“By exploring the changing relationships between nature and society in the past we hope to give insights that help the students to better understand present-day debates about the future of our planet and challenges, such as climate change, mass extinction, energy transitions. Our historical journey took us from the belching smokestacks of the Ruhr Valley in the nineteenth century, to the protests against nuclear energy in the 1970s and 1980s, to the twenty-first-century wind farms that currently dot the German landscape. While this journey uncovered that we share a lot of historical environmental challenges, the approaches to solve them in the U.S. and Germany also differed. Environmental conflicts served as a prism through which we discussed the class struggle around 1900, German colonialism, and Nazi Germany as much as the environmental movement in the 1970s and 80s and the rise of the Green Party.
It was important for us that the students learn to work with a range of historical sources, texts, images, and films to develop a set of skills that might, for example, help them to critically evaluate current environmental policy. They had the opportunity to meet virtually with environmental experts of different fields and talk with activists from Munich and Germany about their local initiatives and challenges along the way to a green Germany. These conversations seem to have been fruitful already. One of our students is planning to do an internship at the Bavarian Forest National Park, which was one of our interview partners during the course.”
I also asked if they were surprised about anything from teaching the course to JYM students, and Dr. Kleemann and Dr. Meister said, “First of all, it was great to learn more about the JYM program from the inside and get to know students, who were enthusiastic about discovering other world regions. During the course, they came back, again and again, to compare the U.S. with Germany. We realized how concerned they were regarding the current development of U.S. environmental policy. The proposal for a European Green Deal by the European Commission that we analyzed together seemed like heaven to them while we, having a different starting position in Germany, have read this document much more critically.”
Being able to take part in the Green Germany course was a wonderful experience that has re-energized my passion for learning about Germany and increased my commitment to being environmentally conscious. I am so grateful to have been able to assist with the administrative work that was necessary to help out the students, who chose to enroll in one of the five JYM Spring/Summer course offerings, and I am exceptionally proud of the whole JYM team. With the support of Wayne State leadership, we were able to pivot quickly and offer these courses to the students who missed their second semester abroad with JYM. I am looking forward to seeing how this course continues to evolve once students are back on the ground in Munich. I am sure this will be a popular class for years to come.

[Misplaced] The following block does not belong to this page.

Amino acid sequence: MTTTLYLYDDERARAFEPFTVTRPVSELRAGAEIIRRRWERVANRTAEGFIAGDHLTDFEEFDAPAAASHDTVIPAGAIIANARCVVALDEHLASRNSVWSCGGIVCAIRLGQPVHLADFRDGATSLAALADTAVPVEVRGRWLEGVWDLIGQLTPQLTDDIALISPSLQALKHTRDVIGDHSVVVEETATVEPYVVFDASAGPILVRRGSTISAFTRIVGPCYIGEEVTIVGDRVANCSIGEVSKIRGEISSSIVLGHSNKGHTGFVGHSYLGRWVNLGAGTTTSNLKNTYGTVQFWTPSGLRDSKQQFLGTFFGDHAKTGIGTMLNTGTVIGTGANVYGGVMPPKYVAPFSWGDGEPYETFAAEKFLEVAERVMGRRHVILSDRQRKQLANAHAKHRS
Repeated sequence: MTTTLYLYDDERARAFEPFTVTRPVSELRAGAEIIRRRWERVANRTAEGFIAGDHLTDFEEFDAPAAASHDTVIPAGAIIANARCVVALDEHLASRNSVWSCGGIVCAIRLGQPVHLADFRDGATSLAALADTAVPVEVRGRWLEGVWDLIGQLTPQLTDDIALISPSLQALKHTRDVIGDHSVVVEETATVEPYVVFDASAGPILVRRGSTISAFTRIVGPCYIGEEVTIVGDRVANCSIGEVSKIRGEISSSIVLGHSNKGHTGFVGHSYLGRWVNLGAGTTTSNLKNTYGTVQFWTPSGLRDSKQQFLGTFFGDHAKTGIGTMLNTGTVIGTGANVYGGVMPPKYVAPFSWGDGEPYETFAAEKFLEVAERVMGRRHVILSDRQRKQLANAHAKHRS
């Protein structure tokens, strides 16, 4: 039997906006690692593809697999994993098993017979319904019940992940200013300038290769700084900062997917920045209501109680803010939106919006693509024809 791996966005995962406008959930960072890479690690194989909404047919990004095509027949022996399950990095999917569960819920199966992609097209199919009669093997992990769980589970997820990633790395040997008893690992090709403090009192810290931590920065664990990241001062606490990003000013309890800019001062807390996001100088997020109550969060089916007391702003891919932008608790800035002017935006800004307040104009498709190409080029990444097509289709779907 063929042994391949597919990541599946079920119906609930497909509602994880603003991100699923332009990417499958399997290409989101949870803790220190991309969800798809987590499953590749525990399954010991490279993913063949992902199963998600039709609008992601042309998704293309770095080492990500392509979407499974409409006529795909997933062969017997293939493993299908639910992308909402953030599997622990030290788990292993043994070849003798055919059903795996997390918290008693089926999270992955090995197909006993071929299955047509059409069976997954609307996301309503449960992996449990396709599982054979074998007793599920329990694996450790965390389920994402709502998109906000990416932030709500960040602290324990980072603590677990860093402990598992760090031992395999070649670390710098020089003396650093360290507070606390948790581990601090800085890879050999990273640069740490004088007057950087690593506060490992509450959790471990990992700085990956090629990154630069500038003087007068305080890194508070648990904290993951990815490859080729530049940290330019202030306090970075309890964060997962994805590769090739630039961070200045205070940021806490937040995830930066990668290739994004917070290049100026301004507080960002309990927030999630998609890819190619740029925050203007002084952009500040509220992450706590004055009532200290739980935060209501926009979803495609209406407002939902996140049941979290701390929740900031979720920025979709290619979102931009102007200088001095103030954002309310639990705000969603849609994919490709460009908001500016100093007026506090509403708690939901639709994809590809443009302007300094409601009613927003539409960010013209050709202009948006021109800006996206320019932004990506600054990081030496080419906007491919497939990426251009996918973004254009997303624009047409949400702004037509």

More about the Green Germany faculty
Martin Meiske studied history and German philology at the University of Potsdam, including studies abroad at the University of Zürich and the University of Bern (Oeschger Center for Climate Change Research). Meiske was Marie Curie Fellow at the Centro de Investigaciones Filosóficas in Buenes Aires in 2014 and a doctoral fellow at the German Historical Institute in Washington, DC in 2017. He earned his doctoral degree at the Rachel Carson Center for Environment and Society and the Ludwig Maximilian University in Munich in 2019. Since Mai 2020 he is a scholar in residence at the Research Institute for the History of Science and Technology at the Deutsches Museum, Munich.
Martin is currently preparing two books for publication: his dissertation, "The Birth of Geoengineering. Large Scale Engineering Projects in the Early Stage of the Anthropocene" (Wallstein, forthcoming Spring 2021), and an edited volume (together with Eike-Christian Heine) entitled "Scientific Bonanzas—Infrastructures as Places of Knowledge Production" (University of Pittsburgh Press, forthcoming spring 2021).
Katrin Kleemann has studied history and cultural anthropology at the University of Kiel and early modern history at the Free University Berlin. She earned her doctoral degree at the Rachel Carson Center for Environment and Society, LMU Munich in July 2020 with a major in history and a minor in geology. Her dissertation investigates the physical, emotional, and intellectual repercussions of the Icelandic Laki Fissure eruption in 1783-1784 in the northern hemisphere.
She currently is a visiting scholar at the Rachel Carson Center and a postdoctoral researcher and lecturer at the history department of the University of Freiburg. Katrin is also the social media editor for the Climate History Network based at Georgetown University, the 2020-2021 Envirotech Communications Fellow, and the incoming Barbara S. Mosbacher Fellow at the John Carter Brown Library in Providence, Rhode Island.